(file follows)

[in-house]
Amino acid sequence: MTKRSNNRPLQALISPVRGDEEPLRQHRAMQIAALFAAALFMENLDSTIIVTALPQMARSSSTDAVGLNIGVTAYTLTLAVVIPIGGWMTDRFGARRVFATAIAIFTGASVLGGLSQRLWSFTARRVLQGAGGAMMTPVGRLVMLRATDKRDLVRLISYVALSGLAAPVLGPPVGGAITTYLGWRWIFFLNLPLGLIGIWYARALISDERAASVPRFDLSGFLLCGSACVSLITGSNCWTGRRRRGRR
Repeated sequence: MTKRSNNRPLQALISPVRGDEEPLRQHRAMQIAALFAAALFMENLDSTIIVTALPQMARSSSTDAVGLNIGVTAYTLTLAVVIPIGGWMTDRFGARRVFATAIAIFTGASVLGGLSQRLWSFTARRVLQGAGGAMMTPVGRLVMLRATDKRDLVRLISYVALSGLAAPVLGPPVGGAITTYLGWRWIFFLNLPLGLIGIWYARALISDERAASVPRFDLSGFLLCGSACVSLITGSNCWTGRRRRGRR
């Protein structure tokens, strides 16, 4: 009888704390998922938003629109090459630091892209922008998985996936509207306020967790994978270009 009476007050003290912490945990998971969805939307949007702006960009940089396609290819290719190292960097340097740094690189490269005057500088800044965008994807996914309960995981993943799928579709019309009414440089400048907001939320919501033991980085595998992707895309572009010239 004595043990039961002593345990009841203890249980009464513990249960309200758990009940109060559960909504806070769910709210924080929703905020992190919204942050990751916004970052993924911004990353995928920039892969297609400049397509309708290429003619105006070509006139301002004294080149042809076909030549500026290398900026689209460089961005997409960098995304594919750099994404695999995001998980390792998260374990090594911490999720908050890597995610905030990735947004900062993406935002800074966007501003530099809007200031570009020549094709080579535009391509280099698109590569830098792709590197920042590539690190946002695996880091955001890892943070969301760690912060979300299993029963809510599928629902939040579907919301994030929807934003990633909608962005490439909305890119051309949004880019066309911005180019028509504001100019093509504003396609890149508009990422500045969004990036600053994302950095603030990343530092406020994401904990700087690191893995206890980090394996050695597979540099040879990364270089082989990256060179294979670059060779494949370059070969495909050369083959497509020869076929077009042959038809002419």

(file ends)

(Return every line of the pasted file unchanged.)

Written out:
[in-house]
Amino acid sequence: MTKRSNNRPLQALISPVRGDEEPLRQHRAMQIAALFAAALFMENLDSTIIVTALPQMARSSSTDAVGLNIGVTAYTLTLAVVIPIGGWMTDRFGARRVFATAIAIFTGASVLGGLSQRLWSFTARRVLQGAGGAMMTPVGRLVMLRATDKRDLVRLISYVALSGLAAPVLGPPVGGAITTYLGWRWIFFLNLPLGLIGIWYARALISDERAASVPRFDLSGFLLCGSACVSLITGSNCWTGRRRRGRR
Repeated sequence: MTKRSNNRPLQALISPVRGDEEPLRQHRAMQIAALFAAALFMENLDSTIIVTALPQMARSSSTDAVGLNIGVTAYTLTLAVVIPIGGWMTDRFGARRVFATAIAIFTGASVLGGLSQRLWSFTARRVLQGAGGAMMTPVGRLVMLRATDKRDLVRLISYVALSGLAAPVLGPPVGGAITTYLGWRWIFFLNLPLGLIGIWYARALISDERAASVPRFDLSGFLLCGSACVSLITGSNCWTGRRRRGRR
């Protein structure tokens, strides 16, 4: 009888704390998922938003629109090459630091892209922008998985996936509207306020967790994978270009 009476007050003290912490945990998971969805939307949007702006960009940089396609290819290719190292960097340097740094690189490269005057500088800044965008994807996914309960995981993943799928579709019309009414440089400048907001939320919501033991980085595998992707895309572009010239 004595043990039961002593345990009841203890249980009464513990249960309200758990009940109060559960909504806070769910709210924080929703905020992190919204942050990751916004970052993924911004990353995928920039892969297609400049397509309708290429003619105006070509006139301002004294080149042809076909030549500026290398900026689209460089961005997409960098995304594919750099994404695999995001998980390792998260374990090594911490999720908050890597995610905030990735947004900062993406935002800074966007501003530099809007200031570009020549094709080579535009391509280099698109590569830098792709590197920042590539690190946002695996880091955001890892943070969301760690912060979300299993029963809510599928629902939040579907919301994030929807934003990633909608962005490439909305890119051309949004880019066309911005180019028509504001100019093509504003396609890149508009990422500045969004990036600053994302950095603030990343530092406020994401904990700087690191893995206890980090394996050695597979540099040879990364270089082989990256060179294979670059060779494949370059070969495909050369083959497509020869076929077009042959038809002419």